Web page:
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Nixon and Ford


How do you signal a limited war?
John Wheeler Scientist
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The idea was very simple, a limited war is one where the two sides are trying to reach a balance, an equilibrium, put in a little bit on the scale, put in a little more on that scale, to get equilibrium. But an all-out war is a matter of survival for one or the other. How do you signal that you're in a limited war? Well, the Chinese signaled that the Korean War was for them a limited war by calling the troops they sent in not regular troops but volunteers. And they signaled their limited war intentions on Taiwan by shooting missiles only on certain specified days of the week and at out of the way harbors. Well, the report as we wrote it, and Kissinger wrote most of it, was never published, for the simple reason that the Convair company did not want to be tarred with the brush of merchant of death, the brush that had been used to discredit other defense contractors after World War I, merchants of death.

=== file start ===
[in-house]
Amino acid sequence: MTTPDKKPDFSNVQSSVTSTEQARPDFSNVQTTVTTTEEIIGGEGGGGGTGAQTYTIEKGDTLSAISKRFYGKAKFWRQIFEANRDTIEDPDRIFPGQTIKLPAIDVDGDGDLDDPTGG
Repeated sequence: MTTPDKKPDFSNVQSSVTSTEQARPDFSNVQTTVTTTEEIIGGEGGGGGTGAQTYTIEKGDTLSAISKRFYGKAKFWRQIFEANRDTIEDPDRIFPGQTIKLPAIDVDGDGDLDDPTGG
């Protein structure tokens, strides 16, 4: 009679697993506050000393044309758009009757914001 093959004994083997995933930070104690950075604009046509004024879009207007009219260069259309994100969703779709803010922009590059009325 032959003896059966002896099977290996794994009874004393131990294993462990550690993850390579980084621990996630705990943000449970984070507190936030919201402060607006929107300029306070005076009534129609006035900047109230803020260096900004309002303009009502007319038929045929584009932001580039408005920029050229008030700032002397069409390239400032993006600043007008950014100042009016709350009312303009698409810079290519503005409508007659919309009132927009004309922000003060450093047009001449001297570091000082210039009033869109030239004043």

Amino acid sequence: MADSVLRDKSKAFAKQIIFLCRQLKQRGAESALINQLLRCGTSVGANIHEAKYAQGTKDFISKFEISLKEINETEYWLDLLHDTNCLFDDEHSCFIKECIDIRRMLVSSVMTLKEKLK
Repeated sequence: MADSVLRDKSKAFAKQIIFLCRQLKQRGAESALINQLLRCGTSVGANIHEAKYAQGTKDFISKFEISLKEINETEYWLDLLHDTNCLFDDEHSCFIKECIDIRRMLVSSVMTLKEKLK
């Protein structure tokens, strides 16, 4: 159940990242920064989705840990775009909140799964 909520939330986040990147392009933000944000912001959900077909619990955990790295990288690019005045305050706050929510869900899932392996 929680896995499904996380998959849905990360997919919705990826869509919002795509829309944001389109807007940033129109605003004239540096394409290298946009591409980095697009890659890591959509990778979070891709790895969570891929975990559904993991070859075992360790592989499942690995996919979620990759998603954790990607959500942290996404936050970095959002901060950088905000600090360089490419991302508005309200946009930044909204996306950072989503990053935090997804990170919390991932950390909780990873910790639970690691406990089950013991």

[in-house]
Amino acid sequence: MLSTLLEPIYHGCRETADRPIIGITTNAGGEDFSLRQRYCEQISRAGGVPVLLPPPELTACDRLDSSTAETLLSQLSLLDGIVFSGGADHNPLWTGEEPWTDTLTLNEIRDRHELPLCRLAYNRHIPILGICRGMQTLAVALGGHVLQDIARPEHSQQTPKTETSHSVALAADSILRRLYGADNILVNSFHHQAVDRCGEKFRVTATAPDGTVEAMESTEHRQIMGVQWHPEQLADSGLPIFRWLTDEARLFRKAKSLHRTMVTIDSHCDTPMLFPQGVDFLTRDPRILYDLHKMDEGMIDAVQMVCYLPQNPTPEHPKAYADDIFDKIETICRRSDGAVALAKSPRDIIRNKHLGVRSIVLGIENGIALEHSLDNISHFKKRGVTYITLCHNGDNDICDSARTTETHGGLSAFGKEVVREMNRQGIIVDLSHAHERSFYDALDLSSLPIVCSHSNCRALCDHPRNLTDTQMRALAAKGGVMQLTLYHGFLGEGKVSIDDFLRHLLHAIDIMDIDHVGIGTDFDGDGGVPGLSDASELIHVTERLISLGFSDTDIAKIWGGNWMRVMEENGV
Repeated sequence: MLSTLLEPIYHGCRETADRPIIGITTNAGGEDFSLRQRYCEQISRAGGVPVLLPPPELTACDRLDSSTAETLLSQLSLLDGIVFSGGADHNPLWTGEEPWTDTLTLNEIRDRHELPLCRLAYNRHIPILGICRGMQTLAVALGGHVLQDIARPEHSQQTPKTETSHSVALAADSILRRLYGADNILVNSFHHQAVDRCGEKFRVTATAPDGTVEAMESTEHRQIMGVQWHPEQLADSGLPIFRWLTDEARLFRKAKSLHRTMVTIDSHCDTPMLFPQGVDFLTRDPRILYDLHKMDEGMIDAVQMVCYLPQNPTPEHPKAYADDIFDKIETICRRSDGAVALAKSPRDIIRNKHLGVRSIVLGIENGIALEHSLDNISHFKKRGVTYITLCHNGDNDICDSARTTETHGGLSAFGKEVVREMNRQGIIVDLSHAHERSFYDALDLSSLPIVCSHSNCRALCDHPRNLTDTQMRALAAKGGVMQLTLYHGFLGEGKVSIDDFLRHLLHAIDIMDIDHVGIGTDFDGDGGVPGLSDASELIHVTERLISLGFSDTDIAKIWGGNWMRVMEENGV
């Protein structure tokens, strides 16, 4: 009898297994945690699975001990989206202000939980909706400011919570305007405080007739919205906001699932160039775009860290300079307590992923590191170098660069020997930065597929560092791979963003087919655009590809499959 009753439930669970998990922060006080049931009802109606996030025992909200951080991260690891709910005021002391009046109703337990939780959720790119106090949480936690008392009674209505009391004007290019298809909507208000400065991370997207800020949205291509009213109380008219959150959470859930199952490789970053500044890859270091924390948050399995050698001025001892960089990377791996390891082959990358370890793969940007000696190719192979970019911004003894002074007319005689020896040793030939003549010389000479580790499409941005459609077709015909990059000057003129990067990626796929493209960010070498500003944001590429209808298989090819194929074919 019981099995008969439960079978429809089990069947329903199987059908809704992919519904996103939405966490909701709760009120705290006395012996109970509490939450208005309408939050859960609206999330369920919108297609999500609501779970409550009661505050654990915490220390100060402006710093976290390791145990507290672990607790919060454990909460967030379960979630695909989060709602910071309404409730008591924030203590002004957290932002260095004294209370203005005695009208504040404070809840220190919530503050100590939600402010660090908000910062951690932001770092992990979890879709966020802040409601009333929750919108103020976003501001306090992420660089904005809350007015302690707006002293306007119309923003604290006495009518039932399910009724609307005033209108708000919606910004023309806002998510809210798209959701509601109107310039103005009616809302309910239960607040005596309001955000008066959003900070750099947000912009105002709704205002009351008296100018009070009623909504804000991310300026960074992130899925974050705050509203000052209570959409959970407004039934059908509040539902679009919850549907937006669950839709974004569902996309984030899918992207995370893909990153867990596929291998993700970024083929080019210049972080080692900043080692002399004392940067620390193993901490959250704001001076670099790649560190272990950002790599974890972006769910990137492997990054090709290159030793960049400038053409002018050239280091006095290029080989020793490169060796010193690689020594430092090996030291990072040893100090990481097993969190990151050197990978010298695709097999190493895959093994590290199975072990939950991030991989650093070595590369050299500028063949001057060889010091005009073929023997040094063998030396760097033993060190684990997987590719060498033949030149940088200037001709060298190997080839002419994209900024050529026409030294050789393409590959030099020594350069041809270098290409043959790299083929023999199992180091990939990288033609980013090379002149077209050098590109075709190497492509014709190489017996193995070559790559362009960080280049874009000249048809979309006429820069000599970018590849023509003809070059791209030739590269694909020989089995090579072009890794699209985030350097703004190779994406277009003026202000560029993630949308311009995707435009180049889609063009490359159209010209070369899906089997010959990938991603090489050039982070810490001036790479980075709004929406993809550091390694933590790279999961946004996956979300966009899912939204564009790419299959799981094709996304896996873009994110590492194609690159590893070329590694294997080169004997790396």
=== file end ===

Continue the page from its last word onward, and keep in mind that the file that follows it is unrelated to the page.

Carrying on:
John Wheeler, one of the world's most influential physicists, is best known for coining the term 'black holes', for his seminal contributions to the theories of quantum gravity and nuclear fission, as well as for his mind-stretching theories and writings on time, space and gravity.

Listeners: Ken Ford

Ken Ford took his Ph.D. at Princeton in 1953 and worked with Wheeler on a number of research projects, including research for the Hydrogen bomb. He was Professor of Physics at the University of California and Director of the American Institute of Physicists. He collaborated with John Wheeler in the writing of Wheeler's autobiography, 'Geons, Black Holes and Quantum Foam: A Life in Physics' (1998).

Duration: 1 minute, 50 seconds

Date story recorded: December 1996

Date story went live: 24 January 2008